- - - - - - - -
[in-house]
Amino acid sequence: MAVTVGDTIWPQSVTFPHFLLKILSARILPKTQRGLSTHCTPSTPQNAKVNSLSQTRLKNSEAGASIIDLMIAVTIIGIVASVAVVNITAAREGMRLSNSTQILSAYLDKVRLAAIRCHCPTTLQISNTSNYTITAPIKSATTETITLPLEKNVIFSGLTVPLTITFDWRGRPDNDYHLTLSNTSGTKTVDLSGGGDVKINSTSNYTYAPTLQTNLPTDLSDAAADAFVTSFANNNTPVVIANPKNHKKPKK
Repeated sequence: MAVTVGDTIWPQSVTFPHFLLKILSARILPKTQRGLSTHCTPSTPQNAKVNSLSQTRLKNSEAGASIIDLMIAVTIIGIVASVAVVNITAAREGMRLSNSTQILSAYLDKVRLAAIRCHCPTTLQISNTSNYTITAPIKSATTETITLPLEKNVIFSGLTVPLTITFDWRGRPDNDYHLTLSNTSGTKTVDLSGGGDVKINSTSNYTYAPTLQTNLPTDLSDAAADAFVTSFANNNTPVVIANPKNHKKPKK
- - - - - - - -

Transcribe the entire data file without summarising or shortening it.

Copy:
[in-house]
Amino acid sequence: MAVTVGDTIWPQSVTFPHFLLKILSARILPKTQRGLSTHCTPSTPQNAKVNSLSQTRLKNSEAGASIIDLMIAVTIIGIVASVAVVNITAAREGMRLSNSTQILSAYLDKVRLAAIRCHCPTTLQISNTSNYTITAPIKSATTETITLPLEKNVIFSGLTVPLTITFDWRGRPDNDYHLTLSNTSGTKTVDLSGGGDVKINSTSNYTYAPTLQTNLPTDLSDAAADAFVTSFANNNTPVVIANPKNHKKPKK
Repeated sequence: MAVTVGDTIWPQSVTFPHFLLKILSARILPKTQRGLSTHCTPSTPQNAKVNSLSQTRLKNSEAGASIIDLMIAVTIIGIVASVAVVNITAAREGMRLSNSTQILSAYLDKVRLAAIRCHCPTTLQISNTSNYTITAPIKSATTETITLPLEKNVIFSGLTVPLTITFDWRGRPDNDYHLTLSNTSGTKTVDLSGGGDVKINSTSNYTYAPTLQTNLPTDLSDAAADAFVTSFANNNTPVVIANPKNHKKPKK